The Center's work on 'State Budget and Tax' Issues

The Center’s State Fiscal Project works with state officials and state-based nonprofits to develop responsible budget and tax policies that take the needs of low-income families into account. We provide information and technical assistance on a variety of issues, including strengthening state tax systems, state budget priorities, and making low-income programs more effective. We also help state nonprofits understand how federal budget and tax decisions affect states and their residents.


Growing Incarceration Contributed Little to Drop in Crime, Study Finds

February 26, 2015 at 1:33 pm

Increased incarceration has contributed next to nothing to the sharp drop in crime over the past 25 years, a recent Brennan Center for Justice report finds. This research, along with other recent analysis challenging the belief that incarcerating a bigger share of offenders and for longer periods would significantly reduce crime, suggests that states would be better off spending less on locking people up and more on education, mental health, and substance abuse treatment.

As our report on criminal justice reform explains, most states’ prison populations are at historic highs; in 36 states, the prison population has more than tripled as a share of state population since 1978 (see graph).  This growth has been costly.  If states were still spending on corrections what they spent in the mid-1980s, adjusted for inflation, they would have about $28 billion more each year to spend on more productive investments or a mix of investments and tax reductions.

The Brennan Center report found that while rising incarceration rates helped reduce property and violent crime rates in the 1990s, the effect was much smaller than some other studies have suggested, accounting for 0-10 percent of the total decline over the decade.  Since 2000, rising incarceration rates account for less than 1 percent of the decline in crime rates.

“This report’s analysis reveals that incarceration has been decreasing as a crime fighting tactic since at least 1980,” the authors conclude. “Since approximately 1990, the effectiveness of increased incarceration on bringing down crime has been essentially zero.”  Factors such as an aging population, higher earnings, lower alcohol consumption, and smarter police tactics may have done as much or more to reduce crime, according to the study.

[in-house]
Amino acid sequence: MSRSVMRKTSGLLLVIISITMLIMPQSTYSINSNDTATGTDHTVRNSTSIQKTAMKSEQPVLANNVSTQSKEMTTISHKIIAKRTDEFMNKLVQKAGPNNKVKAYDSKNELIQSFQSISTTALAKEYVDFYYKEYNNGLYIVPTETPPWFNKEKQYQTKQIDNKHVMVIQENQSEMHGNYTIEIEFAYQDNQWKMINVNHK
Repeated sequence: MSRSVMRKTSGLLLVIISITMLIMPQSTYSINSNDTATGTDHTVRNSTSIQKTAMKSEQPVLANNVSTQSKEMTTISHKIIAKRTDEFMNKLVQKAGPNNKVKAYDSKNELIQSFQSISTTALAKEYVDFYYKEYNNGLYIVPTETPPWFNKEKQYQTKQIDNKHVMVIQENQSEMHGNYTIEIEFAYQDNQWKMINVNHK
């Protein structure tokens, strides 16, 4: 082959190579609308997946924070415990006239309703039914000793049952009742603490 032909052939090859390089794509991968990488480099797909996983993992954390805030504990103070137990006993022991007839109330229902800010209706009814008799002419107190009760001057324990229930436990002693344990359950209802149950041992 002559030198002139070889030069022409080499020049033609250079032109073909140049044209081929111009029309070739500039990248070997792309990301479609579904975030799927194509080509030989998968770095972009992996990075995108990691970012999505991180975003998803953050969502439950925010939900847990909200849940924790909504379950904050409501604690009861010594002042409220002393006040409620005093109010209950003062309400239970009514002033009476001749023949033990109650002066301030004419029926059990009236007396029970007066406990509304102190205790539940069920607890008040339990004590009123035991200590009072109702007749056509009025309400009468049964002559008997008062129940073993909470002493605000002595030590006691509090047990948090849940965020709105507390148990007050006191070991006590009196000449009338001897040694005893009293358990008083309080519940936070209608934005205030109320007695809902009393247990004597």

We’ve outlined four basic ways that states can reduce their prison populations to free up funds for schools and other investments in human capital: decriminalize and reclassify certain low-level felonies, shorten prison terms and parole/probation periods, restrict the use of prison for parole violations, and divert people with mental health and substance abuse issues out of the system altogether.

Making State and Local Tax Breaks for Businesses More Transparent

February 9, 2015 at 12:09 pm

State and local tax breaks to encourage certain activities, like saving for college or locating a business in a specific neighborhood, have become very costly and deserve as much scrutiny as government spending.  But, for the public, identifying these so-called “tax expenditures” can be difficult, and finding out their cost is often impossible.

The Governmental Accounting Standards Board (GASB), which sets the rules that states and localities generally follow in preparing their annual financial reports, is developing a proposal that would go far toward solving this problem.  It would require these financial reports to specify the revenue losses from state and local tax incentives to encourage specific companies to boost jobs or investment.  These arguably are the most obscure types of tax breaks.

Most states have passed legislation requiring the kind of tax-break disclosure that GASB proposes for at least one of their tax-incentive programs.  But obtaining information about the total state costs of company-specific tax incentives often requires digging through multiple sources or making special requests for unpublished information.  The obstacles are even greater at the local level; cities and counties rarely publish the cost of property tax breaks (“abatements”) they negotiate with companies.

If GASB approves its proposal, the vast majority of states and localities will have to implement it or have trouble selling their bonds, since investors want annual financial reports to conform fully to GASB rules.  (Many states’ laws require conformity.)  This will eliminate the need for public disclosure advocates to wage difficult state-by-state battles for disclosure legislation.  It also will ensure that this vital information is widely available and reported uniformly.

We commend GASB for proposing the new rule; we’re especially pleased with the mandatory reporting of forgone revenue, which even states with supposedly comprehensive tax expenditure reports often omit.  Also valuable is the proposal’s requirement that localities disclose the revenue losses that independent school districts often suffer when the cities and counties in which they’re located grant abatements over which they have no control.

Unfortunately, the draft rule doesn’t require financial reports to include the number of years that existing tax breaks will continue, let alone the revenue losses still ahead.  Nor does it require them to name the specific companies that have received tax breaks.  That’s a major flaw, given that more and more states are putting all their eggs in one basket by granting multi-billion-dollar tax incentive packages to just one or two companies.